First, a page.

Amendment, by leave, withdrawn.

Clause 28 agreed to.

6.45 p.m.

Lord Wedderburn of Charlton moved Amendment No. 93:

    After Clause 28, insert the following new clause—

In rule 9(2) of Schedule 1 to the Employment Tribunals (Constitution and Rules of Procedure) Regulations 2001 (S.I. 2001/1171) all the words after "delict;" shall cease to have effect."

The noble Lord said: In this amendment, we come to the relationship between individual employment claims and collective issues. The Minister indicated to me very kindly that I mis-addressed at one point Amendment No. 91, and I apologise to the Committee for doing so. I now address Amendment No. 93.

Amendment No. 93 concerns the question of interlocutary injunctions. The interlocutory injunction is a device whereby an employer or a third party can obtain an order from the High Court, banning the organisation of industrial action, not where there is a clear case that he has the right to do so but where, on the authorities since the Ethicon case in 1975, there is what Lord Diplock called, and I quote,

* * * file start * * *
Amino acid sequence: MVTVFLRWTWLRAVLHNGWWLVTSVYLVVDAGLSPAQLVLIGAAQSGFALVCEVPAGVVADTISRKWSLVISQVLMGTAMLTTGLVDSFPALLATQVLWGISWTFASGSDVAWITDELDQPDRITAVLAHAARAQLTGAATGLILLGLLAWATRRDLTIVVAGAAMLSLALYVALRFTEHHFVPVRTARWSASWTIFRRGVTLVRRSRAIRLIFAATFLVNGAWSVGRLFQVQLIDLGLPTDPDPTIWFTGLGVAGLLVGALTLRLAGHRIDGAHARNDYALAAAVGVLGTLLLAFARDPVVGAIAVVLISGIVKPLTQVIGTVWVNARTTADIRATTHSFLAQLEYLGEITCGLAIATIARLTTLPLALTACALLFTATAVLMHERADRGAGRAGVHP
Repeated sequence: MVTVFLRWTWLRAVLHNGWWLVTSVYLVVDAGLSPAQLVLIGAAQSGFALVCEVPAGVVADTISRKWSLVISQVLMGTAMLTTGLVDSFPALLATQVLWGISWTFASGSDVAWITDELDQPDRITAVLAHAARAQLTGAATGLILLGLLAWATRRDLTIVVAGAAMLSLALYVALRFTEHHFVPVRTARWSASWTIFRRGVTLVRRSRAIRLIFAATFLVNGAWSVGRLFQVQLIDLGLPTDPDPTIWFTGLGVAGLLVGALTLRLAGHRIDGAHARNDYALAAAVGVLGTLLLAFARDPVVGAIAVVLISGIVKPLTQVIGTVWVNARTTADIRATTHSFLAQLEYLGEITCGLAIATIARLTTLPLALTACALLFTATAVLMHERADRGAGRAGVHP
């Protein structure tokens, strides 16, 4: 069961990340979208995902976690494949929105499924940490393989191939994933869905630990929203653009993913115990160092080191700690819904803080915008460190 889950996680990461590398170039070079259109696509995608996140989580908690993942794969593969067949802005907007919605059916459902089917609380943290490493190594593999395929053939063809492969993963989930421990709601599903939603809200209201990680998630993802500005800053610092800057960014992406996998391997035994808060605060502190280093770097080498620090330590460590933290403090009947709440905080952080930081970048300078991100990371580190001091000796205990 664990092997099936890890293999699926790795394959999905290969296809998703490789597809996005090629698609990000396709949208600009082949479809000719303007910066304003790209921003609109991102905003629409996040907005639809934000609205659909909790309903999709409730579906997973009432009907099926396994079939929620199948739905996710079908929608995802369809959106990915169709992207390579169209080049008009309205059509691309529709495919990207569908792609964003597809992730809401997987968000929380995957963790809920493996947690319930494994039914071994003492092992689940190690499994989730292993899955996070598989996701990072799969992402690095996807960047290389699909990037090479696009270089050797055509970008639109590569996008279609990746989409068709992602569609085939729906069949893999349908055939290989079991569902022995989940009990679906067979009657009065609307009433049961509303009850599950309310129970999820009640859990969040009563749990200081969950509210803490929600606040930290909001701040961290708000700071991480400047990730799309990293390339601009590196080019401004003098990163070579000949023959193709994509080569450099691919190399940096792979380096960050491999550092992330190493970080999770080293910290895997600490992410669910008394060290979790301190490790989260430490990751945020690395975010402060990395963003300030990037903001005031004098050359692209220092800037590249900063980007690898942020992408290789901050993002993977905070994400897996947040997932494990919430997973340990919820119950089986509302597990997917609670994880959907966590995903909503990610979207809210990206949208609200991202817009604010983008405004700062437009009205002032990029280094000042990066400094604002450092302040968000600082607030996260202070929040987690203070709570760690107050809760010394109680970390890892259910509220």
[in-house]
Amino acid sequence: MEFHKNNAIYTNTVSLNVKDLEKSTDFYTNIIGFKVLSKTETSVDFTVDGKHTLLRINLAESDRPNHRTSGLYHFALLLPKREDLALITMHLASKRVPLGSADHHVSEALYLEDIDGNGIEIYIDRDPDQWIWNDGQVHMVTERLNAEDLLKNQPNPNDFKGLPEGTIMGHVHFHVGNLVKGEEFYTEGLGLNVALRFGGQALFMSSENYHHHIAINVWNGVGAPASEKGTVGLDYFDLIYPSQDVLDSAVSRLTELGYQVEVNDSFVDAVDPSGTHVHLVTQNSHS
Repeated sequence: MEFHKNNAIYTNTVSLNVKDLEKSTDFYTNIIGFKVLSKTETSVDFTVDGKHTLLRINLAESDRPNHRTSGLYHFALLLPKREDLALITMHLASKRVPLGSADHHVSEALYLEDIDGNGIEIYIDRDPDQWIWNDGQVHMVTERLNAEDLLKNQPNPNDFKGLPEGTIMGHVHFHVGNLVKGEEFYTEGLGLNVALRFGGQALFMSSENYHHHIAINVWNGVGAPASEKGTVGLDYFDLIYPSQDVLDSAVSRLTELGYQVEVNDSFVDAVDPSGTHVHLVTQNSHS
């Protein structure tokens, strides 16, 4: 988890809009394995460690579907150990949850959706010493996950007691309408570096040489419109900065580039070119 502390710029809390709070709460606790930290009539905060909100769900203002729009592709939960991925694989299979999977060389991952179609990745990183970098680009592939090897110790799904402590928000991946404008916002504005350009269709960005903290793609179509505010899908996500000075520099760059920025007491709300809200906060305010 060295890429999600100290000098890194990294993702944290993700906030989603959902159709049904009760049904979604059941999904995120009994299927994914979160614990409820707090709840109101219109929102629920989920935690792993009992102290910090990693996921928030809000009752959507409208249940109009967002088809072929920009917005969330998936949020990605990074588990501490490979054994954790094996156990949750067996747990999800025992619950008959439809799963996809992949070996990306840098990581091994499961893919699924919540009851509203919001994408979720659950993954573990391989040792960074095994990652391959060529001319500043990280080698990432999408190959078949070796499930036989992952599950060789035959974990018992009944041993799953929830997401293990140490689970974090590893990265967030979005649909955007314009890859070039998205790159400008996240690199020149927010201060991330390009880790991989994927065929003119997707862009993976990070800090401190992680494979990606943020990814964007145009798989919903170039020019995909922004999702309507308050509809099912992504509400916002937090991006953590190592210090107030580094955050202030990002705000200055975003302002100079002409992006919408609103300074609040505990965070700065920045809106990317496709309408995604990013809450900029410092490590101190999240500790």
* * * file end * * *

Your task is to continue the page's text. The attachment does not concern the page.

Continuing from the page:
"a serious question to be tried",

or, as others have put it, where there is the likelihood or a serious issue as to whether the defendants have not observed all the particularities of the law in this respect. Of course, in the organisation of industrial action, that now includes not merely pursuing a trade dispute but observing all the detailed requirements of the ballot and notices under the 1992 Act.

Where there is a possibility and a serious issue, and where the balance of convenience, as the courts put it, is on the employer's side, the High Court may well, and probably will, issue an injunction. That jurisdiction interacts with the new provisions which were introduced in the Employment Protection Act 1999 in

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Section 285A. We shall return to Section 285A in later amendments moved by noble friends and myself, and by the noble Lord, Lord Lea of Crondall.

Where the industrial action is protected, the new Act in 1999 introduced a new rule about individual employment law on unfair dismissal. It is usually summarised by saying that for six weeks an employer may not dismiss an employee by reason of the industrial action without fear, or without liability, of an unfair dismissal. As a matter of fact, that does not do justice to the section, because there are some other twiddly bits, as a student once said to me, in the section. However, it is a fair summary, I think my noble friend will accept, of what we begin with after the 1999 Act.